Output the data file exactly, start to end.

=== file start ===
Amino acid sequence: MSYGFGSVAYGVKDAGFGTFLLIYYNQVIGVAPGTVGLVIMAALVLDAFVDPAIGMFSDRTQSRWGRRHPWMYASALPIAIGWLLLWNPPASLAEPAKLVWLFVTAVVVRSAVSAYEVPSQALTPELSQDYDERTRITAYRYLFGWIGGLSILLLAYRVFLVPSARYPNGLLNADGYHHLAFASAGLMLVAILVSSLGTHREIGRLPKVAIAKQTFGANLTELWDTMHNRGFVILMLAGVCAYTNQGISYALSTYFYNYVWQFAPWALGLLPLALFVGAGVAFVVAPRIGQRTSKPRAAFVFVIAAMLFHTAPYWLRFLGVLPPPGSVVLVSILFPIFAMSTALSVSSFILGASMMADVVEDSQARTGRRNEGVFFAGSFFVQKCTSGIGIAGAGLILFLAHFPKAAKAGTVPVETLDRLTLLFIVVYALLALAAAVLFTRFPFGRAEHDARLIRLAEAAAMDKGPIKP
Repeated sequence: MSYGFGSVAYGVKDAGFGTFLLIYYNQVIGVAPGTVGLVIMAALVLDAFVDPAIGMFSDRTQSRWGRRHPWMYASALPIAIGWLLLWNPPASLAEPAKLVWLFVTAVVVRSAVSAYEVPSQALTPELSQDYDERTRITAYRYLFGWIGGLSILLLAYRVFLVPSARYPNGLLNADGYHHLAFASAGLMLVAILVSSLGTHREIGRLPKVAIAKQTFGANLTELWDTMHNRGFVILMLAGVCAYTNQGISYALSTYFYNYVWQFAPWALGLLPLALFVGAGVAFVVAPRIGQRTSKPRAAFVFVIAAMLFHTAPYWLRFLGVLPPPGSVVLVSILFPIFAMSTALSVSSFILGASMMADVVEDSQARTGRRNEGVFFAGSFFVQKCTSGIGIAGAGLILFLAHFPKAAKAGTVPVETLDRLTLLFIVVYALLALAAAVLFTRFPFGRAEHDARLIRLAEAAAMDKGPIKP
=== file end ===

Amino acid sequence: MSYGFGSVAYGVKDAGFGTFLLIYYNQVIGVAPGTVGLVIMAALVLDAFVDPAIGMFSDRTQSRWGRRHPWMYASALPIAIGWLLLWNPPASLAEPAKLVWLFVTAVVVRSAVSAYEVPSQALTPELSQDYDERTRITAYRYLFGWIGGLSILLLAYRVFLVPSARYPNGLLNADGYHHLAFASAGLMLVAILVSSLGTHREIGRLPKVAIAKQTFGANLTELWDTMHNRGFVILMLAGVCAYTNQGISYALSTYFYNYVWQFAPWALGLLPLALFVGAGVAFVVAPRIGQRTSKPRAAFVFVIAAMLFHTAPYWLRFLGVLPPPGSVVLVSILFPIFAMSTALSVSSFILGASMMADVVEDSQARTGRRNEGVFFAGSFFVQKCTSGIGIAGAGLILFLAHFPKAAKAGTVPVETLDRLTLLFIVVYALLALAAAVLFTRFPFGRAEHDARLIRLAEAAAMDKGPIKP
Repeated sequence: MSYGFGSVAYGVKDAGFGTFLLIYYNQVIGVAPGTVGLVIMAALVLDAFVDPAIGMFSDRTQSRWGRRHPWMYASALPIAIGWLLLWNPPASLAEPAKLVWLFVTAVVVRSAVSAYEVPSQALTPELSQDYDERTRITAYRYLFGWIGGLSILLLAYRVFLVPSARYPNGLLNADGYHHLAFASAGLMLVAILVSSLGTHREIGRLPKVAIAKQTFGANLTELWDTMHNRGFVILMLAGVCAYTNQGISYALSTYFYNYVWQFAPWALGLLPLALFVGAGVAFVVAPRIGQRTSKPRAAFVFVIAAMLFHTAPYWLRFLGVLPPPGSVVLVSILFPIFAMSTALSVSSFILGASMMADVVEDSQARTGRRNEGVFFAGSFFVQKCTSGIGIAGAGLILFLAHFPKAAKAGTVPVETLDRLTLLFIVVYALLALAAAVLFTRFPFGRAEHDARLIRLAEAAAMDKGPIKP